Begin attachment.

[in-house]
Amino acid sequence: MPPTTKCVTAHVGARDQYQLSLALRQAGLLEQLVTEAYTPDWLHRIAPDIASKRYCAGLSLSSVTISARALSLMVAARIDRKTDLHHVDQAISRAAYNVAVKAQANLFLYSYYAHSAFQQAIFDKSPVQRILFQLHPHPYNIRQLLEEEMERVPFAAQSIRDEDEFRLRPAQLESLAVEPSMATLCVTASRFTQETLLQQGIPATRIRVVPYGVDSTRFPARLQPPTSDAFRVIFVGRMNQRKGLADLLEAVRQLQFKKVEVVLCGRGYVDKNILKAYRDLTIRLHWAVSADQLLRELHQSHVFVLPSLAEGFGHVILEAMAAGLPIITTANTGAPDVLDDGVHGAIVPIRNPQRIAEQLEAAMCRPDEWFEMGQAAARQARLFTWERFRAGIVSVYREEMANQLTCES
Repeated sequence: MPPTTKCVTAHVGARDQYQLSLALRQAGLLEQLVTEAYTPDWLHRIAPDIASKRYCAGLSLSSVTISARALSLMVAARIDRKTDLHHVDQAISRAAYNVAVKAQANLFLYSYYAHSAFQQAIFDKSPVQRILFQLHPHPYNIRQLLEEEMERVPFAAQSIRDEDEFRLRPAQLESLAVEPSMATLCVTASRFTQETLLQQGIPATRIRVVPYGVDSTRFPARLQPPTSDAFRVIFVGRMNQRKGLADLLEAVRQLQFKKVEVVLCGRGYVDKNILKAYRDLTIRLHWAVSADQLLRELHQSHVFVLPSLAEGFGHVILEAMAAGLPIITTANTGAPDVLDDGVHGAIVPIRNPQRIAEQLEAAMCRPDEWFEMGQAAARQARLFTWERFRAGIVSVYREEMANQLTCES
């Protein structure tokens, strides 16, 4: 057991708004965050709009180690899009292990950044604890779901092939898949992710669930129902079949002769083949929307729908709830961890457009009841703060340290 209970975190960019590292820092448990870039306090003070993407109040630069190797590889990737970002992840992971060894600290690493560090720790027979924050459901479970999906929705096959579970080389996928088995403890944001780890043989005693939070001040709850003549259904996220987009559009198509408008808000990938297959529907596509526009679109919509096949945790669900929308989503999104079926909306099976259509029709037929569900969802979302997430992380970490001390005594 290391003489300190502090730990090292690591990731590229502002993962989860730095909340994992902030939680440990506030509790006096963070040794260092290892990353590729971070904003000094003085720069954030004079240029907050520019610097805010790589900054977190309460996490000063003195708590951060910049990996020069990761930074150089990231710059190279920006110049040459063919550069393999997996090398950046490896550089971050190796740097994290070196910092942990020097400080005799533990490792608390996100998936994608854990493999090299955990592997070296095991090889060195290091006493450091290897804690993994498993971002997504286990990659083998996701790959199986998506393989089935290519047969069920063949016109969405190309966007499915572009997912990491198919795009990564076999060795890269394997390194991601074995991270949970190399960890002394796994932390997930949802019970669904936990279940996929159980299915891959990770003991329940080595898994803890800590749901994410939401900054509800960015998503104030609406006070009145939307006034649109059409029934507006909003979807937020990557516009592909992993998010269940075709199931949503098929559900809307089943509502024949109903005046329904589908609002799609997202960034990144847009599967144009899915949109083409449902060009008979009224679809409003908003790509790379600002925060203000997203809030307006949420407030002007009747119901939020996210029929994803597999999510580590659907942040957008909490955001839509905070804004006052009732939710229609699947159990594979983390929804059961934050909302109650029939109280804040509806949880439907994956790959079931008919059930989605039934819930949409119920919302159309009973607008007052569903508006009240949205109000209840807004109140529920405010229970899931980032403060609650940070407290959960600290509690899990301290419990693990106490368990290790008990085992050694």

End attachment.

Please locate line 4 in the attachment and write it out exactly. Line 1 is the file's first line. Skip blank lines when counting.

């Protein structure tokens, strides 16, 4: 057991708004965050709009180690899009292990950044604890779901092939898949992710669930129902079949002769083949929307729908709830961890457009009841703060340290 209970975190960019590292820092448990870039306090003070993407109040630069190797590889990737970002992840992971060894600290690493560090720790027979924050459901479970999906929705096959579970080389996928088995403890944001780890043989005693939070001040709850003549259904996220987009559009198509408008808000990938297959529907596509526009679109919509096949945790669900929308989503999104079926909306099976259509029709037929569900969802979302997430992380970490001390005594 290391003489300190502090730990090292690591990731590229502002993962989860730095909340994992902030939680440990506030509790006096963070040794260092290892990353590729971070904003000094003085720069954030004079240029907050520019610097805010790589900054977190309460996490000063003195708590951060910049990996020069990761930074150089990231710059190279920006110049040459063919550069393999997996090398950046490896550089971050190796740097994290070196910092942990020097400080005799533990490792608390996100998936994608854990493999090299955990592997070296095991090889060195290091006493450091290897804690993994498993971002997504286990990659083998996701790959199986998506393989089935290519047969069920063949016109969405190309966007499915572009997912990491198919795009990564076999060795890269394997390194991601074995991270949970190399960890002394796994932390997930949802019970669904936990279940996929159980299915891959990770003991329940080595898994803890800590749901994410939401900054509800960015998503104030609406006070009145939307006034649109059409029934507006909003979807937020990557516009592909992993998010269940075709199931949503098929559900809307089943509502024949109903005046329904589908609002799609997202960034990144847009599967144009899915949109083409449902060009008979009224679809409003908003790509790379600002925060203000997203809030307006949420407030002007009747119901939020996210029929994803597999999510580590659907942040957008909490955001839509905070804004006052009732939710229609699947159990594979983390929804059961934050909302109650029939109280804040509806949880439907994956790959079931008919059930989605039934819930949409119920919302159309009973607008007052569903508006009240949205109000209840807004109140529920405010229970899931980032403060609650940070407290959960600290509690899990301290419990693990106490368990290790008990085992050694």